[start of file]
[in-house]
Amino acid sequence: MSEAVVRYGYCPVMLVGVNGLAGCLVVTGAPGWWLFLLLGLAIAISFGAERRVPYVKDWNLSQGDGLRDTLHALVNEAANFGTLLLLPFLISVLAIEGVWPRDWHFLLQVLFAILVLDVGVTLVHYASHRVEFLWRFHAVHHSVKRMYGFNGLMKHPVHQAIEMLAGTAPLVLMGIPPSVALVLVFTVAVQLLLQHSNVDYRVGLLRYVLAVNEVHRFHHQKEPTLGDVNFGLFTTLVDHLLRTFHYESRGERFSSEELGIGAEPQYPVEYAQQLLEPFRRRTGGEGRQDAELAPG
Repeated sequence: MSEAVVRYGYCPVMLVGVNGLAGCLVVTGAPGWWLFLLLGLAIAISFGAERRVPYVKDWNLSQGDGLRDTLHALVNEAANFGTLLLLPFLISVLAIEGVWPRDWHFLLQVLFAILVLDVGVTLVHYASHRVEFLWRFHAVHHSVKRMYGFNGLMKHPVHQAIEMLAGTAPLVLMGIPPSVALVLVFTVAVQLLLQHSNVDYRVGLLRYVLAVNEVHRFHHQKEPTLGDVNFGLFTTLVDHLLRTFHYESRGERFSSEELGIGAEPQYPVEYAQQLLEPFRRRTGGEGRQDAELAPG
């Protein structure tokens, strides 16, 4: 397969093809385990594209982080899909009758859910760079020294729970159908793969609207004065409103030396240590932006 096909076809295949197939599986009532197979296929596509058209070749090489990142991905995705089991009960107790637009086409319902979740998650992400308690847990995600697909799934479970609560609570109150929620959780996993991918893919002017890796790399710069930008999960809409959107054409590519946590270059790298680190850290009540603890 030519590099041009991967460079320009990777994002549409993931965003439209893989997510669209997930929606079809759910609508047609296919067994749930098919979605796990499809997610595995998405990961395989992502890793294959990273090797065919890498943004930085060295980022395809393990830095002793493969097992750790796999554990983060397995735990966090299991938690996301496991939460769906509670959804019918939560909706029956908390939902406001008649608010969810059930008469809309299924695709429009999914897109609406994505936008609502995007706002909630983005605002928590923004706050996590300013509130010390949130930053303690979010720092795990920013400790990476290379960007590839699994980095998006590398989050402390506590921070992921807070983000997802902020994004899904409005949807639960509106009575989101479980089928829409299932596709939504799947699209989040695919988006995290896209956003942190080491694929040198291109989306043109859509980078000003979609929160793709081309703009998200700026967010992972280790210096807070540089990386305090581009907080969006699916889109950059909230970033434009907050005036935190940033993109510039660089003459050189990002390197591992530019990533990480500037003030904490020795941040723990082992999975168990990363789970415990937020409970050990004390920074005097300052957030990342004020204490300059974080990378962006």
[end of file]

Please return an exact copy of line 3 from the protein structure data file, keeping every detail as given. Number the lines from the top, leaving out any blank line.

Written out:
Repeated sequence: MSEAVVRYGYCPVMLVGVNGLAGCLVVTGAPGWWLFLLLGLAIAISFGAERRVPYVKDWNLSQGDGLRDTLHALVNEAANFGTLLLLPFLISVLAIEGVWPRDWHFLLQVLFAILVLDVGVTLVHYASHRVEFLWRFHAVHHSVKRMYGFNGLMKHPVHQAIEMLAGTAPLVLMGIPPSVALVLVFTVAVQLLLQHSNVDYRVGLLRYVLAVNEVHRFHHQKEPTLGDVNFGLFTTLVDHLLRTFHYESRGERFSSEELGIGAEPQYPVEYAQQLLEPFRRRTGGEGRQDAELAPG